Because it hasn’t been long enough already.
By Fiona Macdonald / Science Alert
For most of us, 2016 has been a crap pile of a year that just won’t end.
Many of our favourite celebrities and scientists have passed away, the planet is warmer than ever before, and now, to drag things out, scientists will be adding an extra second onto New Year’s Eve.
Yep, as you finally count down the end of 2016, you’ll have to make it past 11:59:60, thanks to the addition of an extra ‘leap second’.
These leap seconds are added to make up for the fact that Earth’s rotation is gradually slowing down, and to make sure that our precise clocks remain in sync with how long a day lasts on Earth.
"This extra second, or leap second, makes it possible to align astronomical time, which is irregular and determined by Earth’s rotation, with Coordinated Universal Time (UTC) which is extremely stable and has been determined by atomic clocks since 1967," explained the Paris Observatory in France, which houses the International Earth Rotation and Reference Systems Service (IERS), responsible for synchronising time.
When exactly that leap second will be added depends on your time zone – UTC is the primary time standard by which the rest of the time zones around the planet are set – but it’ll be an extra second in the last minute of the year, which means the final minute of 2016 will last for 61 seconds.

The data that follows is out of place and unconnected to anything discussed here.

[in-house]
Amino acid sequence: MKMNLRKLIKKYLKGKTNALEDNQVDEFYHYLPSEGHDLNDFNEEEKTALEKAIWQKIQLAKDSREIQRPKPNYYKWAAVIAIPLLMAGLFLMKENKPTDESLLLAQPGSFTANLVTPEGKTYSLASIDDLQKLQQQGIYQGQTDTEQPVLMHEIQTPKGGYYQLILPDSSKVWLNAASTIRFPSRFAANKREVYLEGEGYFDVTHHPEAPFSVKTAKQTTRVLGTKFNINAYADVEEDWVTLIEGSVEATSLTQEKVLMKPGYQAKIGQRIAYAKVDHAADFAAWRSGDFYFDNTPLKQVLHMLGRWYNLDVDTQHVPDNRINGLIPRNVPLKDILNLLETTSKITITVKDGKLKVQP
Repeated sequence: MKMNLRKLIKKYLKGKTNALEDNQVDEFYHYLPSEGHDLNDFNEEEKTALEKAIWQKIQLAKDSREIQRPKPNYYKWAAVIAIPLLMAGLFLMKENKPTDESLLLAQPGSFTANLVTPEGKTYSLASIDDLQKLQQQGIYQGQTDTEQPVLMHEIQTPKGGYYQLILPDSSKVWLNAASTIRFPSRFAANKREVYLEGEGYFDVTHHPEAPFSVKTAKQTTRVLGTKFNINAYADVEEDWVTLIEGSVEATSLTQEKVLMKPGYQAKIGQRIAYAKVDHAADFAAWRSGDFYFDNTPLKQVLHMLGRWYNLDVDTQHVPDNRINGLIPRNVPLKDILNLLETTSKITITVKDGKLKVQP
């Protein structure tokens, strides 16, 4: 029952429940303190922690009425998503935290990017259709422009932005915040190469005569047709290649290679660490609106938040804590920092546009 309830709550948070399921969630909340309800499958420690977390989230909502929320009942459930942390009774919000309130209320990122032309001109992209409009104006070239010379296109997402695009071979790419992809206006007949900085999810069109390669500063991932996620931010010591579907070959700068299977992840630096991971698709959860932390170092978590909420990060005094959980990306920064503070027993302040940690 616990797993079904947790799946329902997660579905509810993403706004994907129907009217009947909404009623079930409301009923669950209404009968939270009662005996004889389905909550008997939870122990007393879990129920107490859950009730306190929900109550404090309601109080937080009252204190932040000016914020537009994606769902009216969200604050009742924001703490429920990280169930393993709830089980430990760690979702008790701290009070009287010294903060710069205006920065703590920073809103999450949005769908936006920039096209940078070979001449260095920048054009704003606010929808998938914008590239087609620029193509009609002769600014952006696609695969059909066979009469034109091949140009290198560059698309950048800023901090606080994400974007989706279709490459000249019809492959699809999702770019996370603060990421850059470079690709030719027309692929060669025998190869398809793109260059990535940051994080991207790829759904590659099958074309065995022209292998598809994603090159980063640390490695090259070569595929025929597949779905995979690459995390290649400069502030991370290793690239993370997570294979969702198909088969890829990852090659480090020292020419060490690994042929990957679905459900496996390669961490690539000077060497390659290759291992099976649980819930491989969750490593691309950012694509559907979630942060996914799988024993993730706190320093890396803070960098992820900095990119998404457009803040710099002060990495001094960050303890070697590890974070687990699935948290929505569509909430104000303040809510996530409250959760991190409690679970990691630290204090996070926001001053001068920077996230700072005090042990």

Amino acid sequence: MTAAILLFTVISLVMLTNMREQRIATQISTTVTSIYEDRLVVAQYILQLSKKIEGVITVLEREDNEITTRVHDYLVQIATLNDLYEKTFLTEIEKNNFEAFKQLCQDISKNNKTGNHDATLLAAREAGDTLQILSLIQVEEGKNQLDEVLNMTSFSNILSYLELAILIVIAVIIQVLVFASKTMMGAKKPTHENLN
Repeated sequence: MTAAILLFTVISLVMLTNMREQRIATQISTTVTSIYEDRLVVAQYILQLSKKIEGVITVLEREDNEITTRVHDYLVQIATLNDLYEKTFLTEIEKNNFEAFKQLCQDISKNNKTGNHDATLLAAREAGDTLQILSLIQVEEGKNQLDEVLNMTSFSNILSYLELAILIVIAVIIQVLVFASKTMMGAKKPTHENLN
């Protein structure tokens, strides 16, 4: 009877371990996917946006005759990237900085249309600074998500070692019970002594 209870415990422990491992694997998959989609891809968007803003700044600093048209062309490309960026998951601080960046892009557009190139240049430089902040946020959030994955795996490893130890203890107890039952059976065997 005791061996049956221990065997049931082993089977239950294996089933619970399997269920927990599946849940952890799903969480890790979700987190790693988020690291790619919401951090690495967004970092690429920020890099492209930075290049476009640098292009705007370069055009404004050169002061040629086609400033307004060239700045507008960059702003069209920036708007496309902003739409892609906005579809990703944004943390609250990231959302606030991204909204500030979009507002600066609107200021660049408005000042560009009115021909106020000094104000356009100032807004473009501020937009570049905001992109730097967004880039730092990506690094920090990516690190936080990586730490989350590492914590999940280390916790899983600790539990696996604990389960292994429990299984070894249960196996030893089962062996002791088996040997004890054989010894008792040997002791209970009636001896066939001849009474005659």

"The sequence of dates of the UTC second markers will be: 2016 December 31 23h 59m 59s, 2016 December 31 23h 59m 60s, 2017 January 1, 0h 0m 0s," the IERS website states.
A leap second was added last year at the end of June, and it’s usually done either in the middle or at the end of the year, because our poor old technology can’t handle slotting the extra second in anywhere else.
So why do we need leap seconds at all? An astronomical day is marked by how long it takes Earth to spin on its axis, and this isn’t as reliable as you might think.
Earth’s rotation fluctuates slightly year to year, sometimes getting longer, sometimes shorter. Overall, it’s gradually slowing down ever so slightly as a result of the Moon’s tidal pull acting like a break on our planet.
The spin is also influenced by geological events such as strong earthquakes, and even the freezing and melting of ice sheets.
As the planet spins slower, astronomical time gradually falls out of sync with atomic time (TAI), which is measured here on Earth by nearly 400 super-accurate atomic clocks.
"As a result, sometimes we need to add an extra second to our clocks, because Earth’s rotation is slowing down by two-thousandths of a second every day," Signe Dean explained for us last year.
This is also the same reason that we add leap days to certain years. And if you thought 2016 felt extra long, then, you’re right, because this year had a leap day as well as getting an extra leap second.
TAI is currently 36 seconds ahead of UTC, and when this next leap second is added on New Year’s Eve, it’ll be 37 seconds ahead – which might sound awkward, but helps keep the length of a day as 24 hours, and not some other weird, ever-changing number.
"Leap seconds are added in order to keep the difference between UTC and astronomical time (UT1) to less than 0.9 seconds," the NIST website explains.
There’s now a movement calling for the rejection of leap seconds, which would see us be 2 or 3 minutes out of sync with the position of the Sun by 2100.
A decision by the IERS regarding the future of the leap second was expected late last year, but was postponed. So for now, we just have to suffer through an extra second (as well as an extra day) of 2016, and hope 2017 brings us all better things. In the meantime, everyone please keep David Attenborough safe for the next three days.